Rural Courts Lose Modest Bailout Requests

     SAN FRANCISCO (CN) -Three rural courts that were hoping for a financial bailout from California’s Judicial Council were left empty-handed after the council voted unanimously Tuesday to turn down their requests.
     The courts were Del Norte County, asking for $300,000, Mono County, requesting $82,000 and Siskiyou County, asking for $72,000, all modest sums compared to the council’s own budget.
     According to the governor’s finance department, the council spends $140 million on its own operations that include paying for a staff of roughly 800 employees, a number that has been regularly criticized as excessive.
     All three courts are facing negative fund balances that will likely translate into employee furloughs, court closures and reduced public hours. Mono County said it will have to lay off one clerk. Siskiyou said it is unable to make payroll and will also have to reduce staff.
     During the same session, the council OK’d payment of $500,000 to pay for private software for Kings County.
     Council members said they were sympathetic to the financial plight of small, rural courts, but they did not want to send the wrong message.
     “I think that the situation presented to us today really emphasizes the need to advocate, respectively, around the one percent reserve,” Presiding Judge Dean Stout of Inyo County said.
     Stout was referring to Gov. Jerry Brown’s decision to sweep individual trial court reserve pots of all funds over one percent into a statewide reserve to be managed by the Judicial Council. In 2012, the council approved criteria for courts requesting money from the reserve fund, that they be experiencing an unavoidable funding shortfall, unanticipated expense, or unforeseen emergency.”
     Judge Kenneth So of San Diego County said the council needed to hold fast to that policy.
     “A lot of courts are in the position of those three counties. And I think that’s one of the reasons why we have this rule. And the rule is there needs to be a demonstrated, unavoidable funding shortage,” So said. “And I suggest that we need to be consistent. And to be consistent, unfortunately these are difficult decisions and they’re not easy decisions. But everybody in California faces the same situation.”
     Head clerks from all three counties argued vehemently that they had been good stewards, but had relied on their reserve funds to get through the lean years. With reserves now gone, they have no where to turn.
     “I knew we were getting close to the point where we thought the governor’s budget reductions would end,” Mono County head clerk Hector Gonzalez told the council. “And I thought that now we just barely made it with at that point — and didn’t need to operationalize any more significant budget reductions.”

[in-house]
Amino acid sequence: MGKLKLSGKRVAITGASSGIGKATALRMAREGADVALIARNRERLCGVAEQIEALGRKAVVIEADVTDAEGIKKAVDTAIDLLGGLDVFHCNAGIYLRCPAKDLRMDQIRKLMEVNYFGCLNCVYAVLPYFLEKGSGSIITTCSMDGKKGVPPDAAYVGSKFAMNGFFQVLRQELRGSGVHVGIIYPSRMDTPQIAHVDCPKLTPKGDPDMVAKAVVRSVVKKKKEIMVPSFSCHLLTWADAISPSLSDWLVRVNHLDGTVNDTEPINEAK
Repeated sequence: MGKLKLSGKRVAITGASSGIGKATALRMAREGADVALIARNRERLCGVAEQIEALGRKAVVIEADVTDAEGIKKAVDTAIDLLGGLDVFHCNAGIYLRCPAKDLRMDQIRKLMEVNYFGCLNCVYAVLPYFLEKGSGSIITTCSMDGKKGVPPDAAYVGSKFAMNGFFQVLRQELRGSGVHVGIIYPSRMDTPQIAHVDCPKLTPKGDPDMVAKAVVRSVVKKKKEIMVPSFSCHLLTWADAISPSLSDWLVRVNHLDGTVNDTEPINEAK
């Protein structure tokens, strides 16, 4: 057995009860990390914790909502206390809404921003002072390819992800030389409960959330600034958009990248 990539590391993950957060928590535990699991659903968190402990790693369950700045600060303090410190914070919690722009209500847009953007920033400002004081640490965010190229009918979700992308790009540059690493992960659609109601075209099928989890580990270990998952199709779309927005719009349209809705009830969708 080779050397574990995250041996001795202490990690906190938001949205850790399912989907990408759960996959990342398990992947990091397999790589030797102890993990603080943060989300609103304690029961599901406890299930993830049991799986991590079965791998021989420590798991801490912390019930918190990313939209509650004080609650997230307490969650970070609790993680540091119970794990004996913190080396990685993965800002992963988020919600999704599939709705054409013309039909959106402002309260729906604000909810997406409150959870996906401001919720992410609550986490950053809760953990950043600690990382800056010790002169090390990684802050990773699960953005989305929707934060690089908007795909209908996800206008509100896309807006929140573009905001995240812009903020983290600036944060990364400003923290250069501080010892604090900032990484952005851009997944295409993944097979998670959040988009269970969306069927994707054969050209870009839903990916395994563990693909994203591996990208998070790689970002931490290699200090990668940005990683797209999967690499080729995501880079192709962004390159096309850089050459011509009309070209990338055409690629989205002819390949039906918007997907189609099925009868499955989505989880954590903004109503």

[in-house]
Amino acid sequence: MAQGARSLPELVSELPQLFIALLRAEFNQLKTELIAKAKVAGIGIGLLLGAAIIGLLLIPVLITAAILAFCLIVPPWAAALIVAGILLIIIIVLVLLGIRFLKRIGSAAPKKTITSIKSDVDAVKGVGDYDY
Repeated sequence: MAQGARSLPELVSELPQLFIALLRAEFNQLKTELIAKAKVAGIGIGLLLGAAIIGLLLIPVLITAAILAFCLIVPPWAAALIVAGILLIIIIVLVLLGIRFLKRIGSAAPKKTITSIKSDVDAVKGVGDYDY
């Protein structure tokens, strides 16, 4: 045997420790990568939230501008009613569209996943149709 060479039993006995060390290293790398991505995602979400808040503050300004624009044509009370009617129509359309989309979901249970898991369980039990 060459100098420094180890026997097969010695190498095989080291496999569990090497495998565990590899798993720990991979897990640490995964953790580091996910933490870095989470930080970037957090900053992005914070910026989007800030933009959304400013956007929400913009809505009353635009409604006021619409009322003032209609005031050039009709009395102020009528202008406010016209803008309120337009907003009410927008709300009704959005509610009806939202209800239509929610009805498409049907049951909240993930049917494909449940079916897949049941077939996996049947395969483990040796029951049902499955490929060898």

He said every year, Mono county has had a surplus to cover court funding reductions, until now.
     The council was worried that the courts would continue to come back every year to renew funding requests.
     Gonzalez said that would not happen, unless emergency funding was denied.
     “We may have budget uncertainty. That’s obviously where the call I made in terms of counting on what I thought was going to be returned to previous funding levels because all the good news that came out of Sacramento until the governor’s surprise hit us.”
     “My point is that we will not need to come back,” said Gonzalez. “I can’t say that with certainty if we are given no assistance. That’s the one point where you create a budget hole for us that just keeps getting bigger and bigger,” he said.
     Siskiyou County head clerk Frances McHugh said the one percent reserve policy was to blame for the court’s dire financial situation, the first the court has ever faced.
     “I am responsible for submitting the application and also for the situation that we find ourselves in,” she said. “We were fortunate to have a very prudent history of management. And had very healthy fund balances that allowed us to operate very effectively until July 1, 2014. It should not be a surprise that small courts are having difficulty coping with funding.”
     “The applications you see before you today show how close to the razor’s edge small courts are now operating as a consequence of insufficient general funds for the trial courts and the unworkable one percent cap on fund balances,” she said. “Why we should have to apply for this money that’s already allocated to us to fulfill our constitutional duty is a huge question to me. And I also put it to you that a negative fund balance is by definition an unavoidable funding shortfall.”
     The council also voted, with the exception of Judge James Brandlin of Los Angeles, to give Kings County roughly $500,000 to complete its case management system. Brandlin said that he did not believe the reserve was “the appropriate funding source.”
     The rest of the council disagreed, considering the request part of a multi-year emergency upgrade to the court’s technology.
     After the vote, new council member Judge Brian Back of Ventura County said he had a problem with the term “operationalizing,” Department of Finance-speak for layoffs and court closures as a result of budget cuts.
     “We know what is meant by operationalizing our budget reductions.We all know. But in terms of our advocacy, we wouldn’t want the Legislature or the governor’s office to conclude, see, they’re operationalizing the budget reduction, no big deal. I think our message to them is we are surviving our fiscal malnourishment. Because we are surviving, but we are just wasting away,” Back said. “I just think we should be careful with our euphemisms.”

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